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Thought Leadership

What is UI Design?

What’s the difference between UI and UX?

At the most basic level, UI is made up of all the elements that enable someone to interact with a product or service. UX, on the other hand, is what the individual interacting with that product or service takes away from the entire experience. (via UserTesting)

“UX is focused on the user’s journey to solve a problem, UI is focused on how a product’s surfaces look and function.”

Ken Norton Partner at Google Ventures, former Product Manager at Google

Ken continues—”Start with a problem we’d like to solve. UX design is focused on anything that affects the user’s journey to solve that problem, positive or negative, both on-screen and off. UI design is focused on how the product’s surfaces look and function. The user interface is only piece of that journey. I like the restaurant analogy I’ve heard others use: UI is the table, chair, plate, glass, and utensils. UX is everything from the food, to the service, parking, lighting and music.”

“Common logic would suggest that, if you design the UI, and a person experiences a product through the UI, that makes you a User Experience Designer. However, this would also imply that designing your own home makes you an architect, and fixing a tap makes you a plumber.”

Andy Budd, Co-Founder, Clearleft

Andy continues—”Often the words used to describe a discipline end up being divorced from their original meanings. For instance architect literally means “head mason” and plumber means “lead worker.” Two names which clearly no longer articulate or explain what that profession does. In a professional context “User Experience Designer” has a specific meaning and set of skills, based on a community of practice reaching back over 20 years. In this world, a User Experience Designer is concerned with the conceptual aspects of the design process, leaving the UI designer to focus on the more tangible elements.

Jason Mesut best describes the difference (and the overlap) between UX and UI in his “double diamond” model. In this model, the UX designer has deep skills in strategy, research, information architecture, and interaction design. The UI designer (now fashionably rebranded as a digital product designer in Silicon Valley) also has skills in Interaction design. However, their focus skews towards areas like information design, motion design, and brand. While some people would claim deep expertise in all those areas, this is quite rare.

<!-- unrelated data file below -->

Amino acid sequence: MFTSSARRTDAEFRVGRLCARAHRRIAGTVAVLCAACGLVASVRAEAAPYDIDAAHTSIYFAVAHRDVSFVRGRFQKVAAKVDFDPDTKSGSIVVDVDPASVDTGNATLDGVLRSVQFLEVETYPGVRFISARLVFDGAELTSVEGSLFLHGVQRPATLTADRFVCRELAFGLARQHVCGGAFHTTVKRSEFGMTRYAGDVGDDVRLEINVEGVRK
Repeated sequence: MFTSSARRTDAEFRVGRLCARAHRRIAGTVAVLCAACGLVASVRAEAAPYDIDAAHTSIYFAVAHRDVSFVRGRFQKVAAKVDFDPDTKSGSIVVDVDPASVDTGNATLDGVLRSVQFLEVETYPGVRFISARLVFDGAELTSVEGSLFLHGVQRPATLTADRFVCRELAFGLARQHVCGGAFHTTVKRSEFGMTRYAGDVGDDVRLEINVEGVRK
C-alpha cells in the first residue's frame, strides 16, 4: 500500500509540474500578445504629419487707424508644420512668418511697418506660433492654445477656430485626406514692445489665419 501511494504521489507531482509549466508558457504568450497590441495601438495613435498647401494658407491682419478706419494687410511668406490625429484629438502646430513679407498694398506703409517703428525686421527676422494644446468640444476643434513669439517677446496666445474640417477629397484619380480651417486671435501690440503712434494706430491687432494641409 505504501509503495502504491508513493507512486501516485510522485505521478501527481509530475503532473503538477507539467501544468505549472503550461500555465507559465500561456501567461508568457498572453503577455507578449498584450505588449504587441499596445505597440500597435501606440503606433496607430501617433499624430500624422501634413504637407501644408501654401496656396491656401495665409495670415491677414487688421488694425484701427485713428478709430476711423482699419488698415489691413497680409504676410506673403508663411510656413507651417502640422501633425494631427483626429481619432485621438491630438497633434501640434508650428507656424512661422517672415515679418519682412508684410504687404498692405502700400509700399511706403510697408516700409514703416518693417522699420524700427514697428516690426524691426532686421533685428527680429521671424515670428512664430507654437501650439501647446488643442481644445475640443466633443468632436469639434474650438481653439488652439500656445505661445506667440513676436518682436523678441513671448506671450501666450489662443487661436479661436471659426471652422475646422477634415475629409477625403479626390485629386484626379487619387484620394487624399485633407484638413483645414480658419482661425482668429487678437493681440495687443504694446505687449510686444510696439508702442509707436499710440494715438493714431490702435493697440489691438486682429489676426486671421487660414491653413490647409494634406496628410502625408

If You’re an Expert in Everything You’re Probably an Expert in Nothing

Since the mid 10s (2010—) you see a lot conversation in this spacing touting UI/UX expertise. The reality is that these skillsets are totally different. It is very rare that one person is in expert in both, (or should be handling both). Typically the talent and interest falls one way or the other. This is not to say that there are not experience designers who dig into both, there are and they are talented.

Both skillsets take years to become an expert.

What Makes Good UI?
Video of Design With Arash speaking about design principles

Considering accessibility as a huge factor in user-interface design, the government has a lot to say about UI in general, working towards usability for all. This should also be a goal for any design project.

“The best interfaces are almost invisible to the user. They avoid unnecessary elements and are clear in the language they use on labels and in messaging.” (this has since become

The best user interface design is:

  • Simple
  • Consistent
  • Purposeful
  • Strategic with color and texture
  • Strong visual hierarchy
  • Uses common patterns
  • Accessible

Many brands create Visual Identity Systems including both UI and UX patterns to be used by large teams for consistency, brand equity and simplicity. Using a system allows new websites, applications, marketing materials, and all user touch points to be created efficiently and effectively. This saves both time and money. Creating an effective Visual Identity System takes both time and money up front, but makes everything easier in the long term.

You can dig into this top more with Franke+Fiorella.

Related User Experience (UX) Resources:

Various terms are used in user experience design—UX (User Experience), CX (Customer Experience), and UI (User Interface). UX, UI, CX are interconnected and work together as a system to create exceptional digital experiences.

What is UX?

What is the Value of UX?